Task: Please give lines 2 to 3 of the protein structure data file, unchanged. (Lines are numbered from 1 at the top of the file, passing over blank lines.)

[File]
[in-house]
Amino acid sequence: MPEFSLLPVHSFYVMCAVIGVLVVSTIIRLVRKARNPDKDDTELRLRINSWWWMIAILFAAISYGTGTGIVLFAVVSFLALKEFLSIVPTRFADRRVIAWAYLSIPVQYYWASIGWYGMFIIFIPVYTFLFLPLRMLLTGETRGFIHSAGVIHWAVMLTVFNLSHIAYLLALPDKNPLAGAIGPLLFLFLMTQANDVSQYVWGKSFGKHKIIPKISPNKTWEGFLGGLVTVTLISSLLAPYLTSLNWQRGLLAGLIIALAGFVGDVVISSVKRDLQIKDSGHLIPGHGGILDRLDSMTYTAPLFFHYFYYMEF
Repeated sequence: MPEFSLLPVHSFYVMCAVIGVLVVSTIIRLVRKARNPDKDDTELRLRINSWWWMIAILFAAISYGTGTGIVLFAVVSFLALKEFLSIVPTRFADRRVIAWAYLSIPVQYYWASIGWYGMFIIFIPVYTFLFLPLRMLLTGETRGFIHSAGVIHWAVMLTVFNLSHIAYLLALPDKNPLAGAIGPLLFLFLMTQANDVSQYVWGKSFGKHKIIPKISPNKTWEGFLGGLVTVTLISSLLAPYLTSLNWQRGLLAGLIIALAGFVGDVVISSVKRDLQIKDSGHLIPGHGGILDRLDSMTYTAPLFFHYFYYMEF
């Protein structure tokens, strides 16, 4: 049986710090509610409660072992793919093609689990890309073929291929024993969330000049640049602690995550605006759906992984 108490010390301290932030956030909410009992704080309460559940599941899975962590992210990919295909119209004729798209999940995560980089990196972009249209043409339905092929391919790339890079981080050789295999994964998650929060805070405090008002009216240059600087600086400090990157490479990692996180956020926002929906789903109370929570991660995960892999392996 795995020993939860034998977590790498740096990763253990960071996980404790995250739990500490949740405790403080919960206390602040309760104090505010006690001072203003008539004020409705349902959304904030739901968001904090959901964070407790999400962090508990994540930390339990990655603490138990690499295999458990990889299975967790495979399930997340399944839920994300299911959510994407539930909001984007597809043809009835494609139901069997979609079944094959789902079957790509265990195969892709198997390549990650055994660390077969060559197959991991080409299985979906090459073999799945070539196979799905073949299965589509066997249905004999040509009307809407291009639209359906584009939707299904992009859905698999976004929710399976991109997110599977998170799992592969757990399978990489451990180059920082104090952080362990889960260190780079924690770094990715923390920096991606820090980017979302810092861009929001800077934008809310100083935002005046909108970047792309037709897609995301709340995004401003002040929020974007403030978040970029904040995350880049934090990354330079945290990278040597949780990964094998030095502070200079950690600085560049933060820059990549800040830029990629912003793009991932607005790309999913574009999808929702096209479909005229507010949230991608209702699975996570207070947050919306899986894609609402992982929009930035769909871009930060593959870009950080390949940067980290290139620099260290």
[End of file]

Amino acid sequence: MPEFSLLPVHSFYVMCAVIGVLVVSTIIRLVRKARNPDKDDTELRLRINSWWWMIAILFAAISYGTGTGIVLFAVVSFLALKEFLSIVPTRFADRRVIAWAYLSIPVQYYWASIGWYGMFIIFIPVYTFLFLPLRMLLTGETRGFIHSAGVIHWAVMLTVFNLSHIAYLLALPDKNPLAGAIGPLLFLFLMTQANDVSQYVWGKSFGKHKIIPKISPNKTWEGFLGGLVTVTLISSLLAPYLTSLNWQRGLLAGLIIALAGFVGDVVISSVKRDLQIKDSGHLIPGHGGILDRLDSMTYTAPLFFHYFYYMEF
Repeated sequence: MPEFSLLPVHSFYVMCAVIGVLVVSTIIRLVRKARNPDKDDTELRLRINSWWWMIAILFAAISYGTGTGIVLFAVVSFLALKEFLSIVPTRFADRRVIAWAYLSIPVQYYWASIGWYGMFIIFIPVYTFLFLPLRMLLTGETRGFIHSAGVIHWAVMLTVFNLSHIAYLLALPDKNPLAGAIGPLLFLFLMTQANDVSQYVWGKSFGKHKIIPKISPNKTWEGFLGGLVTVTLISSLLAPYLTSLNWQRGLLAGLIIALAGFVGDVVISSVKRDLQIKDSGHLIPGHGGILDRLDSMTYTAPLFFHYFYYMEF